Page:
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Decoding the tablet wars: what investors need to know

First State’s global equity manager Luis Benoliel breaks down the numbers, names and essential knowledge needed to capitalise on the mobile computing boom.

Revolutionary Apple paves the way

‘Let’s look at the numbers: the tablet market is expected to have shipped almost 120m units in 2012. For comparison, the notebook market is just over 200m units and barely growing. By 2013, the tablet market could grow to over 180m units; a truly outstanding revolution,’ says Luis Benoliel of First State.

‘Investors have been looking for the iPad to build on the amazing and highly profitable success of the iPhone. This has garnered nearly a 40% share of the North American smartphone market, close to 30% in Western Europe and almost 30% in Japan, where the largest mobile operator does not even offer iPhone.’

The Challenge

‘Apple’s brand and its high margins keep Apple tied to its premium positioning and that may leave the company vulnerable. Apple cannot attack the lower-priced end of the table market without risk of killing its “cool” brand image.’

‘The last time Apple was in this position, when Android began challenging the iPhone, Apple responded with an innovation step-change by creating the tablet segment. This time profits, margins and expectations are higher. But it isn’t clear that there is anything as dramatic in the pipeline.’

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The competition rises…and Microsoft needs a win

Benoliel says: ‘It is catching up and trying to evolve Windows into a tablet-friendly system with mixed results; the traditional combination of applications and Intel chips is very power-hungry, whilst the pared-down version (Windows RT, running on ARM chips with longer battery life) has not yet met approval.’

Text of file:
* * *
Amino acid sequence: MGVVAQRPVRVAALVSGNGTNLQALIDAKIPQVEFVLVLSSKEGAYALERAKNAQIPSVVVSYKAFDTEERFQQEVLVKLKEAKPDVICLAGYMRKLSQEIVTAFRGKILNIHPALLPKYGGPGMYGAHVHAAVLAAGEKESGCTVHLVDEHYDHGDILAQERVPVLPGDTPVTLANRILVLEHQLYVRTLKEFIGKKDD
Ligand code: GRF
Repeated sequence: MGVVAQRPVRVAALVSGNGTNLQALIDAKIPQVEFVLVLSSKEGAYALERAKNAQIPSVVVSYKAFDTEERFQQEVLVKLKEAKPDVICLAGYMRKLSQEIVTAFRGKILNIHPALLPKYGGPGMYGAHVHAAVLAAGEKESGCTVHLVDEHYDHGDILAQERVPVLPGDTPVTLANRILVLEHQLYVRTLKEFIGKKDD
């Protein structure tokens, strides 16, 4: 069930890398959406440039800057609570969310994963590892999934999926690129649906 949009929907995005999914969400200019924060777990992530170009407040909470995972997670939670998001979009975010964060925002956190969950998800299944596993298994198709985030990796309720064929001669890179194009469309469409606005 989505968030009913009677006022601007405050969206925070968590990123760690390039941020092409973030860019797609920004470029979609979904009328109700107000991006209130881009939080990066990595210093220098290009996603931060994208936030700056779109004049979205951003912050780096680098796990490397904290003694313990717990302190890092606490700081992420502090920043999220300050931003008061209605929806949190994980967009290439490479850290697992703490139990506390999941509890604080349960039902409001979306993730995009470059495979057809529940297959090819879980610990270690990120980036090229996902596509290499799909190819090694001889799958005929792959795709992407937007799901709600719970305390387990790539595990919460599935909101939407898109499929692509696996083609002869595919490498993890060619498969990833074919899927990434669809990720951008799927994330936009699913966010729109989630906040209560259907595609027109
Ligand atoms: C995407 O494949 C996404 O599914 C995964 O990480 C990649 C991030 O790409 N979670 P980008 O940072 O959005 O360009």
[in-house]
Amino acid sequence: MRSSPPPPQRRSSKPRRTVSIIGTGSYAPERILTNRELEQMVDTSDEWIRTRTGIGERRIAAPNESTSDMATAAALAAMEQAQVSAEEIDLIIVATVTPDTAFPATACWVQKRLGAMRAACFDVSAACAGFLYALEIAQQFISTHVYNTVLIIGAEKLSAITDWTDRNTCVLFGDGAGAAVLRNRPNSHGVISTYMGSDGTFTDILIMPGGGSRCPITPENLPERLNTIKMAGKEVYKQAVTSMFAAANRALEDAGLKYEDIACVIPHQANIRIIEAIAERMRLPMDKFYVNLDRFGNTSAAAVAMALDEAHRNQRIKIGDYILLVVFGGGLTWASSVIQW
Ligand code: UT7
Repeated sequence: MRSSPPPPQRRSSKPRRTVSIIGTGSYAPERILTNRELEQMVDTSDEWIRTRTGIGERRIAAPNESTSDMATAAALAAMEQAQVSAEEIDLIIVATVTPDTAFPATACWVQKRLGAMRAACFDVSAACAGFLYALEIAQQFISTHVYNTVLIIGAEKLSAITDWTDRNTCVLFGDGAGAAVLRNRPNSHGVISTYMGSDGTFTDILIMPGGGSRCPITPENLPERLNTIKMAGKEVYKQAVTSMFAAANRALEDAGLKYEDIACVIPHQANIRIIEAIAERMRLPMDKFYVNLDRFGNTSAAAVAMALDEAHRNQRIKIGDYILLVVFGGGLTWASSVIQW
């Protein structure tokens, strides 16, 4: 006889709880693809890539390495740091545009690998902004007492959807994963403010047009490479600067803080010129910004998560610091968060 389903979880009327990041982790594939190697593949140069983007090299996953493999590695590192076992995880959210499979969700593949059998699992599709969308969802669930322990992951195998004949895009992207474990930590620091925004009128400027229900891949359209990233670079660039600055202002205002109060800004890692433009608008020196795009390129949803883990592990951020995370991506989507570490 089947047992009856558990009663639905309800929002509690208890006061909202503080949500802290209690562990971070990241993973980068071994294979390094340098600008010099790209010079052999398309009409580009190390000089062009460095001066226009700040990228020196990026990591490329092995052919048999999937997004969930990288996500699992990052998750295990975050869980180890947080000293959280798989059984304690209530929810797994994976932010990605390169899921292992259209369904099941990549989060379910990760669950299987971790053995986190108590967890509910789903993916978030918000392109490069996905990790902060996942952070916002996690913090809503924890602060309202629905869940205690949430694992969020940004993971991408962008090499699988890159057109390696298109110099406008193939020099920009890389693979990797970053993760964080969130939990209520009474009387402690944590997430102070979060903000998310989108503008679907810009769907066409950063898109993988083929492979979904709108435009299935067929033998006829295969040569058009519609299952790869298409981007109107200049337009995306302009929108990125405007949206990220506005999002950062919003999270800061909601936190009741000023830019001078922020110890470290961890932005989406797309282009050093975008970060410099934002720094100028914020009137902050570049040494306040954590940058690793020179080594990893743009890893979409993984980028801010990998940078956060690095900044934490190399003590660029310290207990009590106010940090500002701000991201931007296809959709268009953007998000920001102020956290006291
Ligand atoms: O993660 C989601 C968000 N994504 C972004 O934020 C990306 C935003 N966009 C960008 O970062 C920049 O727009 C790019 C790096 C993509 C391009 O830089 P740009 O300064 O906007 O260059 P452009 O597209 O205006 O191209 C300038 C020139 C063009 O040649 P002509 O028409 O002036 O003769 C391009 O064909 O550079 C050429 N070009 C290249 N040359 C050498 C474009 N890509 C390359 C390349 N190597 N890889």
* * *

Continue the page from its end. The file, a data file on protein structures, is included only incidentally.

The Challenge

‘Its route to the market is also being threatened as branded hardware manufacturers may ask themselves why they should pay for windows when Google gives Android away for free,’ he says.

‘So Microsoft is hedging its bets and entering the hardware business for the first time with its Surface computers. This is a significant change because the cost of Windows not winning the tablet wars is significant. One should expect Windows to put up a fierce fight.’

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Google cautiously enters the fray

‘Google is also playing defence here, as it almost has as much to lose from the “death of PCs” such as Microsoft. Google makes its money off ‘search’ via internet browsers but if consumers access information via ‘apps’ rather than a browser, Google’s addressable market may be pressured.’

‘That gives Google an incentive to win in the tablet wars. And it has a secret weapon – Android. It acquired the operating system in 2005 and has taken the smartphone unit market share of this previously unknown operating system to over 50% in developed markets and close to 65% today.’

The Challenge

‘Tablets are changing consumer behaviour due to the growth of what pundits call ‘couch commerce’. Every hour spent online using tablets could represent a lost opportunity for Google.’

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Samsung shaping up sharply

‘Its success has been achieved through vertical integration; unlike other equipment manufacturers, it controls a large growing part of a smartphone or tablet’s components and provides leading solutions in these areas,’ explains Benoliel. ‘It had the first ‘ultra-thin’ smartphone and has innovated with phones that use a stylus.’

The Challenge

‘Although Samsung has never created a category in the way that Apple or Sony have, it has come to dominate categories with its focus on cost and design. Whether this will be enough to prevail in tablet-land is not yet obvious as Samsung lacks an extra income stream.’

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Amazon as an outsider

‘Amazon has perhaps the least right to succeed in tablets, being an online retailer first and foremost,’ says Benoliel. ‘The new 7inch Kindle Fire is a modern tablet that doesn’t try to be a lap-top replacement but a device for content consumption.’

‘Because Amazon can make a margin on commerce, it can afford to price aggressively on the hardware and so, for the moment, it is the low-cost entrant into the marketplace.’

The Challenge

‘Ultimately, it will be down to the consumer who will prevail and whether the design-cool of Apple will outweigh Amazon’s edge in watching and selling. The next few months will be critical.’

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